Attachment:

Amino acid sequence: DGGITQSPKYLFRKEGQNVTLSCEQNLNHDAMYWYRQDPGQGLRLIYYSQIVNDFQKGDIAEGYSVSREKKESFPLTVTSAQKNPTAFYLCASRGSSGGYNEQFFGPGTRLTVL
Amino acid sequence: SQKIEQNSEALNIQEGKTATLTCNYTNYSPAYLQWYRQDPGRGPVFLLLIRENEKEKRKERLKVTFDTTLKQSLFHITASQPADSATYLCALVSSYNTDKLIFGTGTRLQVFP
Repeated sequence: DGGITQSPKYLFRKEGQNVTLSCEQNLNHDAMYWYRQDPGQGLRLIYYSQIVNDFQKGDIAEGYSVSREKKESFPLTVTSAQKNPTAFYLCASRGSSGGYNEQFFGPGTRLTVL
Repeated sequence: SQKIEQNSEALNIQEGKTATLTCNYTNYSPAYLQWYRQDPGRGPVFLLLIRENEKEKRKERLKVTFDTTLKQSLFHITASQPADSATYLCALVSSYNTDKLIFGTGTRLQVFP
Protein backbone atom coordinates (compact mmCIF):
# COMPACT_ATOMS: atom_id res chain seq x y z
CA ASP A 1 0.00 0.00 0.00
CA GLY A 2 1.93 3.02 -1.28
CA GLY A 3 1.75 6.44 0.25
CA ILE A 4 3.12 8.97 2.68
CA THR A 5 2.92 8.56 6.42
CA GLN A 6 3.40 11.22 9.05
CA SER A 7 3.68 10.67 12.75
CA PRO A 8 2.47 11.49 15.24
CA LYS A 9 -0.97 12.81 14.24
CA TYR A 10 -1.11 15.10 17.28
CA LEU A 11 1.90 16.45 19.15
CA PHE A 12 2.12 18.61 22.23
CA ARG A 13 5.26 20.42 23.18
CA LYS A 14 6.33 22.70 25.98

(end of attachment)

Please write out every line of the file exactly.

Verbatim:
Amino acid sequence: DGGITQSPKYLFRKEGQNVTLSCEQNLNHDAMYWYRQDPGQGLRLIYYSQIVNDFQKGDIAEGYSVSREKKESFPLTVTSAQKNPTAFYLCASRGSSGGYNEQFFGPGTRLTVL
Amino acid sequence: SQKIEQNSEALNIQEGKTATLTCNYTNYSPAYLQWYRQDPGRGPVFLLLIRENEKEKRKERLKVTFDTTLKQSLFHITASQPADSATYLCALVSSYNTDKLIFGTGTRLQVFP
Repeated sequence: DGGITQSPKYLFRKEGQNVTLSCEQNLNHDAMYWYRQDPGQGLRLIYYSQIVNDFQKGDIAEGYSVSREKKESFPLTVTSAQKNPTAFYLCASRGSSGGYNEQFFGPGTRLTVL
Repeated sequence: SQKIEQNSEALNIQEGKTATLTCNYTNYSPAYLQWYRQDPGRGPVFLLLIRENEKEKRKERLKVTFDTTLKQSLFHITASQPADSATYLCALVSSYNTDKLIFGTGTRLQVFP
Protein backbone atom coordinates (compact mmCIF):
# COMPACT_ATOMS: atom_id res chain seq x y z
CA ASP A 1 0.00 0.00 0.00
CA GLY A 2 1.93 3.02 -1.28
CA GLY A 3 1.75 6.44 0.25
CA ILE A 4 3.12 8.97 2.68
CA THR A 5 2.92 8.56 6.42
CA GLN A 6 3.40 11.22 9.05
CA SER A 7 3.68 10.67 12.75
CA PRO A 8 2.47 11.49 15.24
CA LYS A 9 -0.97 12.81 14.24
CA TYR A 10 -1.11 15.10 17.28
CA LEU A 11 1.90 16.45 19.15
CA PHE A 12 2.12 18.61 22.23
CA ARG A 13 5.26 20.42 23.18
CA LYS A 14 6.33 22.70 25.98